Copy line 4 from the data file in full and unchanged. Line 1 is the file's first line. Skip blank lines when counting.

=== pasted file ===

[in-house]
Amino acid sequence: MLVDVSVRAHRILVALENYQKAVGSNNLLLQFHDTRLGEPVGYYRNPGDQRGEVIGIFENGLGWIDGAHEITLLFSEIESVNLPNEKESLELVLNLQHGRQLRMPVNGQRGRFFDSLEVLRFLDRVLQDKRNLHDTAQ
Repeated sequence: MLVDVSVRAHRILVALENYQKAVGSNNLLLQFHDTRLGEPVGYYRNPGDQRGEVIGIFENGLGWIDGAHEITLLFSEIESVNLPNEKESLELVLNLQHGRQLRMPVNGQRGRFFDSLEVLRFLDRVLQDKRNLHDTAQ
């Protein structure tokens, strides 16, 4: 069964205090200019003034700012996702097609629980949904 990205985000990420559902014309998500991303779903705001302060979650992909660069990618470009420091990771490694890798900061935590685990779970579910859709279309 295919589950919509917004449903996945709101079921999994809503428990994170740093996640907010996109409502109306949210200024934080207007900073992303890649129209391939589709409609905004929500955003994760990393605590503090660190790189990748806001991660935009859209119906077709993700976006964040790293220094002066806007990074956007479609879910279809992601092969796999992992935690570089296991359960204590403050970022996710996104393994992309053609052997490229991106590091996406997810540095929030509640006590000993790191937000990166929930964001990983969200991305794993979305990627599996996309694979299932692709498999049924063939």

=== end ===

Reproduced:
């Protein structure tokens, strides 16, 4: 069964205090200019003034700012996702097609629980949904 990205985000990420559902014309998500991303779903705001302060979650992909660069990618470009420091990771490694890798900061935590685990779970579910859709279309 295919589950919509917004449903996945709101079921999994809503428990994170740093996640907010996109409502109306949210200024934080207007900073992303890649129209391939589709409609905004929500955003994760990393605590503090660190790189990748806001991660935009859209119906077709993700976006964040790293220094002066806007990074956007479609879910279809992601092969796999992992935690570089296991359960204590403050970022996710996104393994992309053609052997490229991106590091996406997810540095929030509640006590000993790191937000990166929930964001990983969200991305794993979305990627599996996309694979299932692709498999049924063939």